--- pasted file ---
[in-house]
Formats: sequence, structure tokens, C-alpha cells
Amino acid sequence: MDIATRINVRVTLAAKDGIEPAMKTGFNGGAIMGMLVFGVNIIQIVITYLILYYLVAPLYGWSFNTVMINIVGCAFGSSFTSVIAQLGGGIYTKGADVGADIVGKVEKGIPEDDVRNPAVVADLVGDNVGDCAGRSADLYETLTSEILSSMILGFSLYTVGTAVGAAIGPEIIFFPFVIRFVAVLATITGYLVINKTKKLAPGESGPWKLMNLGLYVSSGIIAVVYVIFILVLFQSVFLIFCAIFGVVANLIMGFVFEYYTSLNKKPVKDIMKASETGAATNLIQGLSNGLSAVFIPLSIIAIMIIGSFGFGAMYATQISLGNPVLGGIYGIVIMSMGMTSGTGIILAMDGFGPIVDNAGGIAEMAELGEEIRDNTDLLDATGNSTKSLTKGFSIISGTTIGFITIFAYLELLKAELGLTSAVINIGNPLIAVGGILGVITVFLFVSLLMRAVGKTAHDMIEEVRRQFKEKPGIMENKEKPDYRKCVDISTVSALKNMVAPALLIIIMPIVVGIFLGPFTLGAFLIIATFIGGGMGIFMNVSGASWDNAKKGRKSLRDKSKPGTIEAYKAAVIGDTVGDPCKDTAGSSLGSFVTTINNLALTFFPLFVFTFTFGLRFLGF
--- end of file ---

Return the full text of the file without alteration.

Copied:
[in-house]
Formats: sequence, structure tokens, C-alpha cells
Amino acid sequence: MDIATRINVRVTLAAKDGIEPAMKTGFNGGAIMGMLVFGVNIIQIVITYLILYYLVAPLYGWSFNTVMINIVGCAFGSSFTSVIAQLGGGIYTKGADVGADIVGKVEKGIPEDDVRNPAVVADLVGDNVGDCAGRSADLYETLTSEILSSMILGFSLYTVGTAVGAAIGPEIIFFPFVIRFVAVLATITGYLVINKTKKLAPGESGPWKLMNLGLYVSSGIIAVVYVIFILVLFQSVFLIFCAIFGVVANLIMGFVFEYYTSLNKKPVKDIMKASETGAATNLIQGLSNGLSAVFIPLSIIAIMIIGSFGFGAMYATQISLGNPVLGGIYGIVIMSMGMTSGTGIILAMDGFGPIVDNAGGIAEMAELGEEIRDNTDLLDATGNSTKSLTKGFSIISGTTIGFITIFAYLELLKAELGLTSAVINIGNPLIAVGGILGVITVFLFVSLLMRAVGKTAHDMIEEVRRQFKEKPGIMENKEKPDYRKCVDISTVSALKNMVAPALLIIIMPIVVGIFLGPFTLGAFLIIATFIGGGMGIFMNVSGASWDNAKKGRKSLRDKSKPGTIEAYKAAVIGDTVGDPCKDTAGSSLGSFVTTINNLALTFFPLFVFTFTFGLRFLGF